Senate Inches Closer To Ending Insider Trading By Lawmakers

Sometimes good things come out of Presidential election year grandstanding. After years of reaping the benefits of a loophole that allowed insider trading by members of the Senate and House of Representatives (and their aides), legislation to stop this behavior is closer to becoming reality.

Yesterday, the Senate voted 93-2 in favor of the Stop Trading on Congressional Knowledge (STOCK) Act, which would put an end to politicians profiting by using insider information.

“The American people need to know that their elected leaders play by the exact same rules that they play by,” said Sen. Kirsten Gillibrand of NY.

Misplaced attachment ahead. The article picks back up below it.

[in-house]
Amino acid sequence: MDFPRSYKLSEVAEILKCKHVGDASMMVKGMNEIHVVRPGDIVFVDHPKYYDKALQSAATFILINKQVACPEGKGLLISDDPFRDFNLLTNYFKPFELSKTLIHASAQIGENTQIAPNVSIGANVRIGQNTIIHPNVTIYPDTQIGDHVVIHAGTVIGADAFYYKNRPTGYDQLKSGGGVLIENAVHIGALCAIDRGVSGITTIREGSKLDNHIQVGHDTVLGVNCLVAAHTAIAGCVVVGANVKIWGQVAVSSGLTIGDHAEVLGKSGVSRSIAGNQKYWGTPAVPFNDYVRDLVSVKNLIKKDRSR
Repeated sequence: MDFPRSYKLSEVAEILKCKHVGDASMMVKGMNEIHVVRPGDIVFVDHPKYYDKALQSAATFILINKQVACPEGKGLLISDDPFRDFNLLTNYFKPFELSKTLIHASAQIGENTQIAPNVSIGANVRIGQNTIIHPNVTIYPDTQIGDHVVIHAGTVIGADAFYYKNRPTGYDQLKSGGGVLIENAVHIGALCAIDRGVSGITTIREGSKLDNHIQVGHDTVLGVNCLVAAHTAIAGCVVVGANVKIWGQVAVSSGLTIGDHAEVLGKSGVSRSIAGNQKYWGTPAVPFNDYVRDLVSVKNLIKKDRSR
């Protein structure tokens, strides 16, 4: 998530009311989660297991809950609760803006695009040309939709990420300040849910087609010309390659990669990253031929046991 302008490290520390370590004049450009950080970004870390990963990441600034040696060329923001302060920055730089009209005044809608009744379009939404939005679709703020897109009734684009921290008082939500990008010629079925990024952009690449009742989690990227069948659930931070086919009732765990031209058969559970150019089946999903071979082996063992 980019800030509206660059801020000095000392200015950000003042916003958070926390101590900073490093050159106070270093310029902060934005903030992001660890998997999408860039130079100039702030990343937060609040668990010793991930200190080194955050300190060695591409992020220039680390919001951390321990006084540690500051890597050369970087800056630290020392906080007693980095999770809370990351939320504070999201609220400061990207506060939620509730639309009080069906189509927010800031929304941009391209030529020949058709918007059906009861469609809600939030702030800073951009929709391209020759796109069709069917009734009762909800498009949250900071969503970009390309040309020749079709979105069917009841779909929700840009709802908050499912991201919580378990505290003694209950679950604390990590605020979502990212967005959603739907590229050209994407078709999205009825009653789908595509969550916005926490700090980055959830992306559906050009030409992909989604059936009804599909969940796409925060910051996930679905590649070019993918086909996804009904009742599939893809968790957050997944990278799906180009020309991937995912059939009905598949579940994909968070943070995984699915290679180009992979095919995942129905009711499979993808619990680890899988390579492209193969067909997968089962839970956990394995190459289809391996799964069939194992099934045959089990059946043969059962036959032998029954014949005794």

The two senators who voted against the STOCK Act were Richard Burr of North Carolina and Tom Coburn of Oklahoma. The former said “no” because he believes that existing laws already address insider trading by lawmakers. The latter tried to explain his vote by asking, “What happens the first time somebody doesn’t make that 30-day deadline? They violated the statute in law… What are we doing? You’re not going to have anybody up here except the super, super-rich because nobody is going to say, ‘I can’t put all my money away and not trade.’ It’s nuts.”

The STOCK Act has been kicking around Capitol Hill since the days when The O.C. was on the air and Donovan McNabb was a good quarterback, but gained no traction until a 60 Minutes report about the insider trading loophole last November.

Senate votes to move STOCK Act []

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